Petasites japonicus
Common Name: butterbur 
Type: Herbaceous perennial
Family: Asteraceae
Native Range: Korea, China, Japan
Zone: 5 to 9
Height: 2.00 to 3.00 feet
Spread: 2.00 to 5.00 feet
Bloom Time: April
Bloom Description: Yellowish-white
Sun: Part shade to full shade
Water: Medium to wet
Maintenance: Medium
Suggested Use: Water Plant, Vegetable, Naturalize, Rain Garden
Flower: Showy, Fragrant
Tolerate: Heavy Shade, Erosion, Wet Soil


Easily grown in consistently moist to wet soils in part shade to full shade. If grown in full sun, leaves will typically wilt during hot days in somewhat the same manner as with the ligularias. Best grown at the shoreline of large natural ponds, on the banks of streams or in bogs. Tolerates a wide range of soils as long as consistent moisture is present. Large containers sunk in the mud may be used if control of rhizomatous spread is desired. Grow in containers for water gardens or smaller ponds.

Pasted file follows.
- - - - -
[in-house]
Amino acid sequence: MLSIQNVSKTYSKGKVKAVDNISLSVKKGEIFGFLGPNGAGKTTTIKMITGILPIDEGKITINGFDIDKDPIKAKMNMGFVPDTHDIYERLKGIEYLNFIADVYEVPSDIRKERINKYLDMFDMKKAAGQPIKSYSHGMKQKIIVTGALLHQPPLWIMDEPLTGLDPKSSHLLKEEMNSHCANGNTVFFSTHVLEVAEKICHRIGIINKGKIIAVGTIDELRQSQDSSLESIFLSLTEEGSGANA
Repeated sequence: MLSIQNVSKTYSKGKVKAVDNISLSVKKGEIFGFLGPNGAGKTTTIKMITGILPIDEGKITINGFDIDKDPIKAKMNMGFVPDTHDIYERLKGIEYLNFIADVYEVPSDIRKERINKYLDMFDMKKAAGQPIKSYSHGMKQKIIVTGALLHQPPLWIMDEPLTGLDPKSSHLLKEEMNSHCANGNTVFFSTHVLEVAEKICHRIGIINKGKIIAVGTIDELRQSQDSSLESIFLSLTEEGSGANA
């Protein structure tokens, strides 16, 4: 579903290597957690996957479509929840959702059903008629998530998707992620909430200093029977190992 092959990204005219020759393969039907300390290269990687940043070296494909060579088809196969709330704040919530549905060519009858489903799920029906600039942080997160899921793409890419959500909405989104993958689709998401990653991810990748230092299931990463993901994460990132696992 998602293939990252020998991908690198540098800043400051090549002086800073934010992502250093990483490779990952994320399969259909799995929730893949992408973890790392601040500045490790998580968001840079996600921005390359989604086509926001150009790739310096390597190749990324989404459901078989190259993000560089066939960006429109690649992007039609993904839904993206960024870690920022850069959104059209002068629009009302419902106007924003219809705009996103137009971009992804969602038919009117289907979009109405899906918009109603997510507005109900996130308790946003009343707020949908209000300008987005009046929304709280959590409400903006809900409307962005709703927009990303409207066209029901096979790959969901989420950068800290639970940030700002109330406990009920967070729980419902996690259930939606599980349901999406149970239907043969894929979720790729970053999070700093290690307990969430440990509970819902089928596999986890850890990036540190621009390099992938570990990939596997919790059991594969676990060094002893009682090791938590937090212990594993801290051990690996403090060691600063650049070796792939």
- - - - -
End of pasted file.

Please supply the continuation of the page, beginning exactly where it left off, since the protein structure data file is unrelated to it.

Noteworthy Characteristics

Petasites japonicus, commonly known as butterbur, fuki or sweet coltsfoot, is a rhizomatous perennial that is noted for its huge basal leaves that form dense spreading clumps of foliage to 3’ tall and 5’ wide. It is native to Korea, China and Japan where it is typically found growing on wet streambanks in woodland areas. Long-stalked, lightly toothed, kidney-shaped, green leaves (to 16-32” wide) are tomentose beneath. Fragrant, yellowish-white, daisy-like flowers in dense corymbs appear in spring before the leaves emerge on rigid scapes to 6” tall. Scapes elongate after bloom. Leaf stalks (petioles) are eaten as a vegetable (fuki) in Japan.

Genus name comes from the Greek petasos meaning a hat with a broad brim with reference to the large leaves.

Specific epithet means of Japan.

The leaves were reportedly once used to wrap butter in hot weather, hence the common name.


No serious insect or disease problems. Watch for slugs. Spreads aggressively by rhizomes if not grown in containers or otherwise restrained by barriers.


Banks of ponds, streams or water gardens. Bogs. Shady corner of the border or woodland garden as long as the soil moisture requirements can be met.